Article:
Moringa oil is one of the most ancient products used by mankind. According to archaeologists and palaeobotanists, it was known in Mesopotamia and Egypt as far back as the 2nd millennium BC. In Anglo-Saxon scientific literature it is usually referred to as oil ben or behn. Moringa is also known as the 'drumstick tree' because its seeds are clustered in long and thin pods like a drumstick; or the 'horseradish tree' because of its roots, which resemble horseradish.
Moringa is considered to be native to the southern foothills of the Himalayas, from where it eventually spread to the Arabian Peninsula and Africa. Moringa is a tree of great value: it is fast-growing, drought-tolerant and easy to grow in sandy deserts, as it is not demanding on the soil; its immature seeds with pods are used for food (they have a taste similar to that of asparagus) and its ripe seeds are used for oil. The leaves of moringa, full of vitamins and trace elements, are eaten like spinach and turn green at the end of the dry season, when everything around them has withered. The dried leaves are also ground and used as food supplements, so it is no wonder that moringa is particularly encouraged in food-poor countries.
Moreover, moringa seeds and roots are highly medicinal and have been used medicinally since ancient times for a wide range of ailments, and extracts of leaves and seeds are used to purify drinking water. In traditional South Indian Tamil Siddha medicine, these 'drumsticks' are considered to be a medicine for virility and are used to improve erections. In ancient Egypt, Moringa pterygosperma oil is believed to have been used in the production of medicinal and aromatic ointments, mixed with frankincense, mastic and other resins, honey, wine and herbs, and used for enfleurage.
The fatty acid inherent in moringa (as well as rapeseed and groundnuts) was named behenic acid. It is suggested that this name may derive from the Persian word behen, etymologically linked to the month of Bahman (February), when the roots of the moringa are dug. It is a saturated fatty acid of 22:0, which is present in 9 % in moringa oil. The oil content of moringa seeds is relatively low at 30-40%, so it is not cheap.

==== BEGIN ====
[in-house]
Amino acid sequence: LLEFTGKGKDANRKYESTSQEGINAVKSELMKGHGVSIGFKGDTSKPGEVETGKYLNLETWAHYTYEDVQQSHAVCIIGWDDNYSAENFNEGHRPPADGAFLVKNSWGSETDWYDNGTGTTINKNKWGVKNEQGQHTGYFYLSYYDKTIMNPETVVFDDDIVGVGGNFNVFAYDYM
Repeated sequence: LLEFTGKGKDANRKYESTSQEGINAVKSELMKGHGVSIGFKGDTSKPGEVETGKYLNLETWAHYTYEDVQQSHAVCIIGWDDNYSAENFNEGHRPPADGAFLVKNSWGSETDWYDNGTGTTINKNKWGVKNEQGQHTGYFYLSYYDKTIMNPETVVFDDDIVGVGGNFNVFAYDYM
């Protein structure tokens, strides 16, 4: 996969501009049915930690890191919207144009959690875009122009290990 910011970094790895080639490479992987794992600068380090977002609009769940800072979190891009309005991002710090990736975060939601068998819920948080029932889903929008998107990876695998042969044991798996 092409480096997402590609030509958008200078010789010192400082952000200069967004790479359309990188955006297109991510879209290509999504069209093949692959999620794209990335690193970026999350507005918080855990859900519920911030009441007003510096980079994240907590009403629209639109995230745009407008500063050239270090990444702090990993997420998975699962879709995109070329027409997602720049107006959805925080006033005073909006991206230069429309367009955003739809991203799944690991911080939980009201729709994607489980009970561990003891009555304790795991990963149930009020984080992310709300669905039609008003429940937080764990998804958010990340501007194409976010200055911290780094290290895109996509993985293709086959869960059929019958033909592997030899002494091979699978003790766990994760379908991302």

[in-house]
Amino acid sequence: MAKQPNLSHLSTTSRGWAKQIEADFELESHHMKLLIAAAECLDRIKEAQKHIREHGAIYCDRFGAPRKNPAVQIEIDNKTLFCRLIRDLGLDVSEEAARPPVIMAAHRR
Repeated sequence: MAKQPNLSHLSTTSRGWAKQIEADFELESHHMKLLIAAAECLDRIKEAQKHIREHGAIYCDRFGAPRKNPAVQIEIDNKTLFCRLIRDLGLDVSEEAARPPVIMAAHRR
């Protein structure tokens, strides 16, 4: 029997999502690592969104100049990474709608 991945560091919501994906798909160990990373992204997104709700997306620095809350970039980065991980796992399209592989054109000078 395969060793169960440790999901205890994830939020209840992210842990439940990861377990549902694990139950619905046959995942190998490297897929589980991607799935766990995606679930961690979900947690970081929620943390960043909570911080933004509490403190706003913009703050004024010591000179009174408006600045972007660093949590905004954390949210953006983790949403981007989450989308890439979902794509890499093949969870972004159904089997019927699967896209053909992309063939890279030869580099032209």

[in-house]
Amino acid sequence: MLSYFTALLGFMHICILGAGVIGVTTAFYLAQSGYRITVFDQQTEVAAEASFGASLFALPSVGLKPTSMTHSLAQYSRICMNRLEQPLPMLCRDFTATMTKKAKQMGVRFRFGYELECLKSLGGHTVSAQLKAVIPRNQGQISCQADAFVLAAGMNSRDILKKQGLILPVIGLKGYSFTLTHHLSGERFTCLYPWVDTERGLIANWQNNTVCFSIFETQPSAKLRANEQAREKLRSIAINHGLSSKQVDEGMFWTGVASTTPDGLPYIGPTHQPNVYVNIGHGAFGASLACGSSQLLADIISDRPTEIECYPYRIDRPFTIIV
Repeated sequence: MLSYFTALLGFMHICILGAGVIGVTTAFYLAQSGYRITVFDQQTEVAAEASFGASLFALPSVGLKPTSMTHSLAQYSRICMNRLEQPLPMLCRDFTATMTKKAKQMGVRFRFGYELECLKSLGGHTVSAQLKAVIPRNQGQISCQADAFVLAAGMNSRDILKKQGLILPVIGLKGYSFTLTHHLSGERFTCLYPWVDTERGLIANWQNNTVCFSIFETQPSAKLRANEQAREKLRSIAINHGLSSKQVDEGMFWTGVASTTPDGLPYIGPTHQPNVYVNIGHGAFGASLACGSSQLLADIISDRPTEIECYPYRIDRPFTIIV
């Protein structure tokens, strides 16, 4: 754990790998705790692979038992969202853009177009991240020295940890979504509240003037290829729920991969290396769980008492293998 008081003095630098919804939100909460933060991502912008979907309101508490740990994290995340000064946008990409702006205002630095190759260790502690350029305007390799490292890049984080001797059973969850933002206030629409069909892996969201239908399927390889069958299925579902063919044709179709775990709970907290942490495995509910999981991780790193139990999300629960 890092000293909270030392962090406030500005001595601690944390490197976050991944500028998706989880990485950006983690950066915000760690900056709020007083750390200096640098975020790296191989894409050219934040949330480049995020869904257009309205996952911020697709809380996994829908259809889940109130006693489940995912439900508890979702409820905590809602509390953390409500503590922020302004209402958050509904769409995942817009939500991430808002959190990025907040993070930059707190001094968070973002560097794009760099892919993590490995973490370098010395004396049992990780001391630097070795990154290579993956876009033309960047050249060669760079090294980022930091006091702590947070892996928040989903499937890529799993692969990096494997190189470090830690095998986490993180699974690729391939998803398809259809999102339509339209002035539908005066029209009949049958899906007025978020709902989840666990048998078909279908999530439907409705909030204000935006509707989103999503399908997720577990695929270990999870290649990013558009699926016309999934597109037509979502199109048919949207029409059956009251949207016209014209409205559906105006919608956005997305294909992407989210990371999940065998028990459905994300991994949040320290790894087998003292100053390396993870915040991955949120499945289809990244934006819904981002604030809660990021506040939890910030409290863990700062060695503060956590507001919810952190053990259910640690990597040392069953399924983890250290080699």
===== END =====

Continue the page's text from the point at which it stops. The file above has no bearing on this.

- Process: Cold pressed
- Dry skin
- Mature skin
- For Hair.
Composition of moringa oil
oleic ~70%, palmitic ~9%, behenic ~9%, stearic ~7% (total ~25% saturates). Behenic fatty acid melts at +80°C. It and other saturated fatty acids form a precipitate at room temperature, so that in our region moringa oil may be opaque and flaky.
The non-soapy, i.e. the most valuable nutrient for the skin, part of the unrefined oil consists of vitamin E (mainly tocopherol α) and sterols such as β-sitosterol (the most abundant of these), camphasterol, stigmasterol and avenasterol, which are virtually absent in refined moringa oil.
The oil is yellowish and almost odourless, with a very slight hint of fresh greenery.
Properties of moringa oil
Note: MORINGO OIL IS PRODUCED IN MANY AND VARIOUS WAYS, SO ITS COMPOSITION AND PROPERTIES DIFFER NATURALLY. THEREFORE WE CAN ONLY VOUCH FOR WHAT WE OFFER.
- Softens the skin and retains moisture extremely well.
- Protects against premature ageing of the skin – both wrinkles and pigment spots – by UV rays and chemical irritants.
- Excellent emollient – softens and smoothes rough skin on men (best used after shaving), as well as on the hands and body.
- Nourishes depleted skin, helps restore damaged skin integrity and retains moisture in the stratum corneum.
- Helps restore the skin's protective oil film after washing, swimming and sunbathing.
- Gives hair a smooth and shiny finish. Moringa extract is found in Bema BioHair shampoos and conditioners.
Use of Moringa oil
- Instead of face cream: Moringa oil is most recommended for dry and combination skin, especially at an older age; it protects the skin against the ageing effects of UV rays and pollutants – wrinkles, pigment spots on exposed areas of the body: face, neck, hands;
- Instead of aftershave;
- As a body moisturiser;
- As a hair conditioner;
- For fragrant extracts, perfumes – as it is very stable and long-lasting, and does not impose its odour.
Before use, the bottle of moringa oil should be heated under a stream of hot water to melt and mix all the ingredients.
Moringa oil can be used pure or in mixtures. It absorbs more readily into wet skin, so we recommend moistening the skin with water or a hydrolat before application;
Remember to drink plenty of water to prevent dry skin. Water deficiency in the body is first visible on the skin.
- bottle: glass
- stopper: aluminium
- label: plastic PVC